F80 BMW M3 To Be Killed Off Early Thanks To New Emissions Test

'WLTP' has forced BMW's hand, with the German manufacturer having to cull the current M3 sooner than planned
F80 BMW M3 To Be Killed Off Early Thanks To New Emissions Test

It’s with a heavy heart that we announce the current ‘F80’ BMW M3 will bow out much earlier than expected. This August, to be specific, and it’s a result of the new Worldwide Harmonised Light Vehicle Test Procedure, or ‘WLTP’.

It’s a much more stringent test than the hilariously inaccurate ‘New European Driving Cycle’(NEDC) that’s been used by the industry for years, and while still lab-based, WLTP is supposed to more accurately reflect real driving conditions. NEDC on the other hand centres around an incredibly gentle driving routine you’d never be able to replicate IRL - that’s why downsized turbo engines tend to do so disproportionately well, because they’re generally off-boost for the whole damn thing.

It should come as no surprise then that the twin-turbo M3 - which manages a respectable 194g/km of CO2 and 34mpg combined according to official figures - doesn’t get on so well with WLTP. This, according to Autocar, has left BMW with no other choice but to take it off sale this year.

F80 BMW M3 To Be Killed Off Early Thanks To New Emissions Test

They could fit it with a petrol particulate filter, but it wouldn’t be possible to have the car re-homologated before the reveal of the all-new 3-series in October. With that in mind, BMW decided the best course of action was to merely kill it off ahead of schedule.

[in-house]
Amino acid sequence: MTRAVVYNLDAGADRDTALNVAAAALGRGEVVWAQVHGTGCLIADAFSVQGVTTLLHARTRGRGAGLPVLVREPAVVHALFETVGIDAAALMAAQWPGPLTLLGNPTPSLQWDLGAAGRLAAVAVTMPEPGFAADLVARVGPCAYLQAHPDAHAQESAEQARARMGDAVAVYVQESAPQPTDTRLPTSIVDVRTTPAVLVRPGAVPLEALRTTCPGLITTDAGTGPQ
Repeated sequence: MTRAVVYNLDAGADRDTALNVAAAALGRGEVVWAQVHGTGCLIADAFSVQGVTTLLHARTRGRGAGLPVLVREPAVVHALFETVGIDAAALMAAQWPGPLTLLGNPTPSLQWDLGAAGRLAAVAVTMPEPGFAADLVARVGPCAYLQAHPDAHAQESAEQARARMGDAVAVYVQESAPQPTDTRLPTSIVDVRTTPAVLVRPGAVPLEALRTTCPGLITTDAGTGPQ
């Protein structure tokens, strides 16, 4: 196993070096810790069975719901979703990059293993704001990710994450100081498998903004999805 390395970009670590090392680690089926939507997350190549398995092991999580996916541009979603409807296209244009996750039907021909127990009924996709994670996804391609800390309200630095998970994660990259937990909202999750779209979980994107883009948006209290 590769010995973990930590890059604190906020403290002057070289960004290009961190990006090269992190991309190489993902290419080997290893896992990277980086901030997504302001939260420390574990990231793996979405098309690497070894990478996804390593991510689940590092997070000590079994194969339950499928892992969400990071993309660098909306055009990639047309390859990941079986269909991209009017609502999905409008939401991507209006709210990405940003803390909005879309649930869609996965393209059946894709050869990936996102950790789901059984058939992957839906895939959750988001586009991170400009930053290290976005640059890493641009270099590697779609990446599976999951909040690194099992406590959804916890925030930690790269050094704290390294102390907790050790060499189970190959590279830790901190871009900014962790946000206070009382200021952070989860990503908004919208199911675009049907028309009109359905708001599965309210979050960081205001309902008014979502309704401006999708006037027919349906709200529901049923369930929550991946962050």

The M4 has the exact same ‘S55’ inline-six as the M3, but thanks to the younger 4-series range being on sale well into 2019, it’s escaped a similar fate to its four-doored brother. A BMW spokesperson told Autocar that the M4 will go off sale “for a couple of months” during the re-homologation period, after which it’ll be back in showrooms with its snazzy new filter.

It’s good to know that it is still possible for powerful performance cars to comply with the tougher regulations, but you’d best prepare yourselves now - we’re almost certain there’ll be more WLTP ‘casualties’ in the coming months.


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